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Re: aagamA-s

From: Mani Varadarajan (mani_at_alum.calberkeley.org)
Date: Wed Mar 08 2000 - 11:34:27 PST

sampath kumar writes:
> In very simple terms, agamA-sAstra is knowledge,
> sciece or doctrine dealing with ritual, iconography,
> construction of temples, 'yantra-s' and so on.
> 
> Agamas are said to be found in the 'samhita' portions
> of the Vedas and they are generically called
> 'agama-samhita'.

Sri Sampath Kumar,

This is *completely wrong*, and I urge you to do your
research before propagating utterly incorrect information.

The "Agamas" are most definitely *not* part of the Vedas.
They are a completely separate body of texts. The Vedas
are generally known as "nigama", and these texts that
describe iconography, certain esoteric rituals, yoga,
etc., are known as "Agama".

According to traditional belief, while the Vedas are considered
eternal and unauthored (apaurusheya), the Agama texts are
considered authored by Lord Narayana Himself. As such, they
are not eternal and are of a totally different category
from the Vedas.

This is obvious from the first sloka of Sri Desika's
"Yatiraja Saptati":

   kam apy Adyam vande kamalA-gRhamedhinam
   pravaktA chandasAm vaktA pancarAtrasya ya: svayam 

   I first pay homage to the indescribable husband of Kamala (Lakshmi),
   who is the propagator of the Vedas (chandas) and who
   himself authored the Pancaratra Agama.

Desika cleanly makes a distinction between *propagation* of
an eternal text such as the Vedas, and *authorship* of the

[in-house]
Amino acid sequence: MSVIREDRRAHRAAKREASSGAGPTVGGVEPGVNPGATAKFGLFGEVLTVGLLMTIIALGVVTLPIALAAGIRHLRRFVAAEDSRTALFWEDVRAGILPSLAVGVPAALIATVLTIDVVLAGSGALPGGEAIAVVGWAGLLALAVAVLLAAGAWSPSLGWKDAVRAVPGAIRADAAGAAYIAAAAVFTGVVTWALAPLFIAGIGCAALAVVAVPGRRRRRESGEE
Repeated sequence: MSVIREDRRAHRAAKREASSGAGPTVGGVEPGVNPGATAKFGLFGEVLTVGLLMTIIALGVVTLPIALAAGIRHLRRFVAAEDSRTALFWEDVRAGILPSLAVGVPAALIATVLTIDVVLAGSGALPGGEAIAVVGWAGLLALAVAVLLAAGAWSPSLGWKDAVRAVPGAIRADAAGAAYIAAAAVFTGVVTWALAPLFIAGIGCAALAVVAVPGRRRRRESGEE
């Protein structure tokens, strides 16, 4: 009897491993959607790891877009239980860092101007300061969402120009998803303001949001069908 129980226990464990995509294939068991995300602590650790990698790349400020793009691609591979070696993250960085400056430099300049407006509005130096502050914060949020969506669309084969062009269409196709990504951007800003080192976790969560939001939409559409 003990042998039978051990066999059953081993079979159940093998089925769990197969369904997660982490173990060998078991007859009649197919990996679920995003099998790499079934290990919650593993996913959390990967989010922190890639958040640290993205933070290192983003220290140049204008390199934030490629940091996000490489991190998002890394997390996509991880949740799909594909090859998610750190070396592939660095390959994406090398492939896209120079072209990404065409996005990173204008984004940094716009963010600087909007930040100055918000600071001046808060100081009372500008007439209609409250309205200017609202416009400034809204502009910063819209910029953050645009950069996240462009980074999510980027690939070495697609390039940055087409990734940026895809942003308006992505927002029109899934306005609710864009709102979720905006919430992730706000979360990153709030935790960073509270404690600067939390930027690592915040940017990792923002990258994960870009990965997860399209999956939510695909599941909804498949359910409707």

Agamas.

Your confusion lies in the fact that the first "mantra" section
of the Vedas is known as "samhita". Therefore, we have Rg Veda
samhita, Yajur Veda samhita, Sama Veda samhita, etc., with their
various branches (Taittiriya Samhita, Vajasaneya Samhita, etc.)
All these are *collections* (samhita) of Vedic mantras, and
are yet considered eternal and of absolute authority and
significance.

The Vaishnava Agamas are also known as "samhita". We therefore
have "Sri Sattvata Samhita", "Jayakhya Samhita", "Ahirbudhnya
Samhita", etc. But these texts are in no way part of the Vedic
corpus.

In the Saiva and Sakta traditions, for example, the Agamas bear
the title "Agama" or "Tantra" in their name. Yet these are also
considered authored texts, and are not part of the eternal Veda.

As far as the various Vaishnava Agama texts are concerned, other
members have already pointed out articles by Sri Krishnamachari
which detail their contents.

adiyen ramanuja dasan,
Mani

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